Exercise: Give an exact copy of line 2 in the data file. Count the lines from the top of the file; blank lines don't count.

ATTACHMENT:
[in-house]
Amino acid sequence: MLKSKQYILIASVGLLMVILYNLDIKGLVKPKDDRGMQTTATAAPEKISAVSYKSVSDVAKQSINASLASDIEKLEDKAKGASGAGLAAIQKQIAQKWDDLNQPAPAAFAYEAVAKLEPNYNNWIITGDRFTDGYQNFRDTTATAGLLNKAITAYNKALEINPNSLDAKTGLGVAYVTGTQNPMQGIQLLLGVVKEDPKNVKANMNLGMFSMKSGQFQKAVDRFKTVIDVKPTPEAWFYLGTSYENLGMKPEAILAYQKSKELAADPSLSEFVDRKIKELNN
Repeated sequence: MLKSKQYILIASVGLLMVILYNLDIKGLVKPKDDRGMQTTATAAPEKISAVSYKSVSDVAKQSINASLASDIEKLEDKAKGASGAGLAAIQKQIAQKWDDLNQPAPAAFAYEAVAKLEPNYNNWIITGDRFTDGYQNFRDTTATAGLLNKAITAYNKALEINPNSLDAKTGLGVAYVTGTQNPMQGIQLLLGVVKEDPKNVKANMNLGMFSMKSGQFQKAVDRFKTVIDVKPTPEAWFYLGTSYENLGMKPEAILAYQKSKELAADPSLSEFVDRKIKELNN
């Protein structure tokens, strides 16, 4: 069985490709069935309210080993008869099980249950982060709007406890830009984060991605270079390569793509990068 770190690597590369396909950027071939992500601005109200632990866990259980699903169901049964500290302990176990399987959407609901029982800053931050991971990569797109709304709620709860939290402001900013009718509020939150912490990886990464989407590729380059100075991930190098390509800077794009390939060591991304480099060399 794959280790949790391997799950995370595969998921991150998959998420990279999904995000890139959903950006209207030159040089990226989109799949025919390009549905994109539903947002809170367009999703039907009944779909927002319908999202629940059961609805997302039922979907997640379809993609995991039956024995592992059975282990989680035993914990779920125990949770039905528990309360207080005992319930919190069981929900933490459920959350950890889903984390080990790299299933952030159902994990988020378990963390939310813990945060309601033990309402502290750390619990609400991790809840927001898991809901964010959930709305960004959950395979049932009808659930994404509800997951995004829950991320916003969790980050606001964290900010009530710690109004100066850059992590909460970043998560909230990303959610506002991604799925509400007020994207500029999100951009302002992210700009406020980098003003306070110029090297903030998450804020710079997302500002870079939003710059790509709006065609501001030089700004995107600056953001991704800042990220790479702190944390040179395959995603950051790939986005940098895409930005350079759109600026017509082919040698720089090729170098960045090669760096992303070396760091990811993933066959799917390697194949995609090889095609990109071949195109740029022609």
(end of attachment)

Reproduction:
Amino acid sequence: MLKSKQYILIASVGLLMVILYNLDIKGLVKPKDDRGMQTTATAAPEKISAVSYKSVSDVAKQSINASLASDIEKLEDKAKGASGAGLAAIQKQIAQKWDDLNQPAPAAFAYEAVAKLEPNYNNWIITGDRFTDGYQNFRDTTATAGLLNKAITAYNKALEINPNSLDAKTGLGVAYVTGTQNPMQGIQLLLGVVKEDPKNVKANMNLGMFSMKSGQFQKAVDRFKTVIDVKPTPEAWFYLGTSYENLGMKPEAILAYQKSKELAADPSLSEFVDRKIKELNN